Tag Archives: par for the course

Taking Your Golf Lessons On To The Course

Golf lessons will typically take place on the driving range, where balls can be hit successively in order to practise and hone your game. This is ideal for perfecting the different types of shots, learning about distance, and being able to do this at your own pace.

The game itself is of course played on a course, and after the initial practise it’s here that the fun really starts!

Dukes Meadows Golf Club has a superb nine-hole course, with fantastic greens, great scenery and some challenging holes – it’s perfect for beginners and experienced players alike.

Many golfers are nervous when stepping out onto the first tee for the first time, so an on-course lesson can be great to calm those nerves, learn about the etiquette of the sport, and be guided on which clubs to use and when.

It’s the perfect way to make the transition from the driving range to the course, and it won’t be long before you’re knocking shots off your score with every round…

Please click here for my teaching hours and price list.

Golf Courses Suffering In America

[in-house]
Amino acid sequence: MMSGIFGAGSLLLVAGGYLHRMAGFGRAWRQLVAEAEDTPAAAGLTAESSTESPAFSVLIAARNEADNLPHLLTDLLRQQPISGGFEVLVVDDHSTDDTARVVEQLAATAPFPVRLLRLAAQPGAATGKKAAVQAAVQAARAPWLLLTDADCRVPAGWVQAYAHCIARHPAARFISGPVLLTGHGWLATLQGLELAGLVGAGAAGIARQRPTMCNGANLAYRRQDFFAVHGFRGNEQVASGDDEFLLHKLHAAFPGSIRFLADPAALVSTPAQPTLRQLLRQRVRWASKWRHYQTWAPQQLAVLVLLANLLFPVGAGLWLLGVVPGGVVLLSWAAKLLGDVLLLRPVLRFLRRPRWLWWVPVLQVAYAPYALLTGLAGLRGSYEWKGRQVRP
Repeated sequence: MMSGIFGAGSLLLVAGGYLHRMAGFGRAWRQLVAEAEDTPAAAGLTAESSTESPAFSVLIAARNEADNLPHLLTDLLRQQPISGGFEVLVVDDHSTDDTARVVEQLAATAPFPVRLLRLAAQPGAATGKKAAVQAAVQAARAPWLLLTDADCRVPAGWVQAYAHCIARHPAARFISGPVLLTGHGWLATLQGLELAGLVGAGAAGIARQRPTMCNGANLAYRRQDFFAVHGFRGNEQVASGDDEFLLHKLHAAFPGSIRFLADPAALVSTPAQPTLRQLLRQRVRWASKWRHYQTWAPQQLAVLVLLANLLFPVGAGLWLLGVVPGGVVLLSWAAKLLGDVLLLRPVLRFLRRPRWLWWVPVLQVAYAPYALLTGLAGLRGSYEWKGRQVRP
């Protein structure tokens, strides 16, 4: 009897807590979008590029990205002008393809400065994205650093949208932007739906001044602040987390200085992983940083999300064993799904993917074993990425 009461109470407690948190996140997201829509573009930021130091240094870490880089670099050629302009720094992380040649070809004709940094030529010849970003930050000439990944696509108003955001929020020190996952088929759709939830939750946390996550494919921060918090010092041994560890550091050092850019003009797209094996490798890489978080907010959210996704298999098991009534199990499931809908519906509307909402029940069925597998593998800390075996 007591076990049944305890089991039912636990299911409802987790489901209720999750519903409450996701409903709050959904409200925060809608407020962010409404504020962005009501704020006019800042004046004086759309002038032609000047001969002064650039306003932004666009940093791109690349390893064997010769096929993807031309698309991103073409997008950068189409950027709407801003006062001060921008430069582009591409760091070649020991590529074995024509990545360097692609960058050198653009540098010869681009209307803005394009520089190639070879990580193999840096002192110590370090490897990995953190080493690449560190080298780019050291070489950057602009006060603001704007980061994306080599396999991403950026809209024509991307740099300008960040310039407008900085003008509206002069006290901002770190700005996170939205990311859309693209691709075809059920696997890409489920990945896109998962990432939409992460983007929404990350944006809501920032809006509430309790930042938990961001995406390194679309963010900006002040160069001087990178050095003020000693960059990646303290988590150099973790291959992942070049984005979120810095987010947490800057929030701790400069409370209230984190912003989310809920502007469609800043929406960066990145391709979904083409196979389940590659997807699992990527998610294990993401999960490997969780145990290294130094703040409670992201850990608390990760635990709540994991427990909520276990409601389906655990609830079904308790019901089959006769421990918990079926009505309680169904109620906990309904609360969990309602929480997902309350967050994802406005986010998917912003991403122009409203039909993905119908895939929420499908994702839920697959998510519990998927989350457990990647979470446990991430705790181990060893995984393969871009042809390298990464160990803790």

Phil Mickelson is the beneficiary of an over-populated golf course market in Arizona.

The golf star and his agent recently purchased Sanctuary golf Course in Scottsdale for a cool $2.2 million. Not a bad price considering five years ago that course was probably valued near $20 million.

Golf clubs all over Arizona, from Superstition Mountain in Gold Canyon to Seven Canyons in Sedona, have been hurt. But the economic fallout is especially noticeable in Scottsdale, the pinnacle of the Valley’s sprawling golf landscape of close to 200 courses.

There are far too many golf courses for the metropolitan Phoenix market, an InsightLand and Investments partner who has sold golf courses for 25 years. Mississippi has just over 200 golf courses in the entire state. In metropolitan Phoenixalone, there are 200 courses. Granted, there are more people in Phoenix than in the entire Magnolia state, but you wonder how they ever thought they would be able to support all 200 plus golf courses.

Vandalism Delays Start Of KLM Open

Overnight Vandalism delayed the start of the KLM Open near Amsterdam , several of the greens had been vandalised at the Hilversumsche Golf Club, of which Simon Khan and Simon Dyson are currently leading.